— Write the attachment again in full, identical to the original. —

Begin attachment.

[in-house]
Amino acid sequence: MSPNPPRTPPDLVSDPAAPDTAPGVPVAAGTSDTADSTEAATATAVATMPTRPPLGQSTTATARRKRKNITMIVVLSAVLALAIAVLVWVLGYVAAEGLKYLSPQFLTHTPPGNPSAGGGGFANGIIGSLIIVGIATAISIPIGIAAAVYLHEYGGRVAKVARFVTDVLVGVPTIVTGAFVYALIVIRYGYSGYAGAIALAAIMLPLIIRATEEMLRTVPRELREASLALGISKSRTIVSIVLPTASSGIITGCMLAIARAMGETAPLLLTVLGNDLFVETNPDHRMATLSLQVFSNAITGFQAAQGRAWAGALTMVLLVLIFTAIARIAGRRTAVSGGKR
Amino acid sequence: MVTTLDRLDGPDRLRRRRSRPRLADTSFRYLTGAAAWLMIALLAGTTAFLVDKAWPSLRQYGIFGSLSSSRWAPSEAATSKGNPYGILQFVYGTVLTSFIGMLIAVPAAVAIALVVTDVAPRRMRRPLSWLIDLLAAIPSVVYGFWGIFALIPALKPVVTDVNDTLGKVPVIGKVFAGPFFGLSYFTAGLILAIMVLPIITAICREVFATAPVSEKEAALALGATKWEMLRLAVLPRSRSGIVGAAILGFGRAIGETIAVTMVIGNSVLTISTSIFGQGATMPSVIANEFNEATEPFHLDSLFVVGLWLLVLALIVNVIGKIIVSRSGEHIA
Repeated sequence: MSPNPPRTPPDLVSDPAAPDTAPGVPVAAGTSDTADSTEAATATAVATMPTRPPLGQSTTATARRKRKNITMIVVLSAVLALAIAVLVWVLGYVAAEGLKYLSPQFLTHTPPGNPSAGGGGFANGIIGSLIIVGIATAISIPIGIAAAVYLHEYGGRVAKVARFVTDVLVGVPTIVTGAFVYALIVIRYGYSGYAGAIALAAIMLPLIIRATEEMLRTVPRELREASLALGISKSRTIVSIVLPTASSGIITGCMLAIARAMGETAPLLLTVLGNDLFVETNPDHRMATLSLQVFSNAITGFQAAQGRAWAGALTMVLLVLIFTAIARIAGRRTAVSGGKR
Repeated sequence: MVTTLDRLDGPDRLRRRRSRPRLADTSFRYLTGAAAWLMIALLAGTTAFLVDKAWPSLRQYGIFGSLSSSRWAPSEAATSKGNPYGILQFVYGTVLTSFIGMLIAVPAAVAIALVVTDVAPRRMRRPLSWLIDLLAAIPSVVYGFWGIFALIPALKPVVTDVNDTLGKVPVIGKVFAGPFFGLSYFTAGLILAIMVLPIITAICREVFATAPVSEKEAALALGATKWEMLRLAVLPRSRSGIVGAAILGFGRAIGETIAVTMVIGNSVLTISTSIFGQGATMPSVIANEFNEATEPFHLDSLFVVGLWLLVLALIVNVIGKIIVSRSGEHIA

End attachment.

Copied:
[in-house]
Amino acid sequence: MSPNPPRTPPDLVSDPAAPDTAPGVPVAAGTSDTADSTEAATATAVATMPTRPPLGQSTTATARRKRKNITMIVVLSAVLALAIAVLVWVLGYVAAEGLKYLSPQFLTHTPPGNPSAGGGGFANGIIGSLIIVGIATAISIPIGIAAAVYLHEYGGRVAKVARFVTDVLVGVPTIVTGAFVYALIVIRYGYSGYAGAIALAAIMLPLIIRATEEMLRTVPRELREASLALGISKSRTIVSIVLPTASSGIITGCMLAIARAMGETAPLLLTVLGNDLFVETNPDHRMATLSLQVFSNAITGFQAAQGRAWAGALTMVLLVLIFTAIARIAGRRTAVSGGKR
Amino acid sequence: MVTTLDRLDGPDRLRRRRSRPRLADTSFRYLTGAAAWLMIALLAGTTAFLVDKAWPSLRQYGIFGSLSSSRWAPSEAATSKGNPYGILQFVYGTVLTSFIGMLIAVPAAVAIALVVTDVAPRRMRRPLSWLIDLLAAIPSVVYGFWGIFALIPALKPVVTDVNDTLGKVPVIGKVFAGPFFGLSYFTAGLILAIMVLPIITAICREVFATAPVSEKEAALALGATKWEMLRLAVLPRSRSGIVGAAILGFGRAIGETIAVTMVIGNSVLTISTSIFGQGATMPSVIANEFNEATEPFHLDSLFVVGLWLLVLALIVNVIGKIIVSRSGEHIA
Repeated sequence: MSPNPPRTPPDLVSDPAAPDTAPGVPVAAGTSDTADSTEAATATAVATMPTRPPLGQSTTATARRKRKNITMIVVLSAVLALAIAVLVWVLGYVAAEGLKYLSPQFLTHTPPGNPSAGGGGFANGIIGSLIIVGIATAISIPIGIAAAVYLHEYGGRVAKVARFVTDVLVGVPTIVTGAFVYALIVIRYGYSGYAGAIALAAIMLPLIIRATEEMLRTVPRELREASLALGISKSRTIVSIVLPTASSGIITGCMLAIARAMGETAPLLLTVLGNDLFVETNPDHRMATLSLQVFSNAITGFQAAQGRAWAGALTMVLLVLIFTAIARIAGRRTAVSGGKR
Repeated sequence: MVTTLDRLDGPDRLRRRRSRPRLADTSFRYLTGAAAWLMIALLAGTTAFLVDKAWPSLRQYGIFGSLSSSRWAPSEAATSKGNPYGILQFVYGTVLTSFIGMLIAVPAAVAIALVVTDVAPRRMRRPLSWLIDLLAAIPSVVYGFWGIFALIPALKPVVTDVNDTLGKVPVIGKVFAGPFFGLSYFTAGLILAIMVLPIITAICREVFATAPVSEKEAALALGATKWEMLRLAVLPRSRSGIVGAAILGFGRAIGETIAVTMVIGNSVLTISTSIFGQGATMPSVIANEFNEATEPFHLDSLFVVGLWLLVLALIVNVIGKIIVSRSGEHIA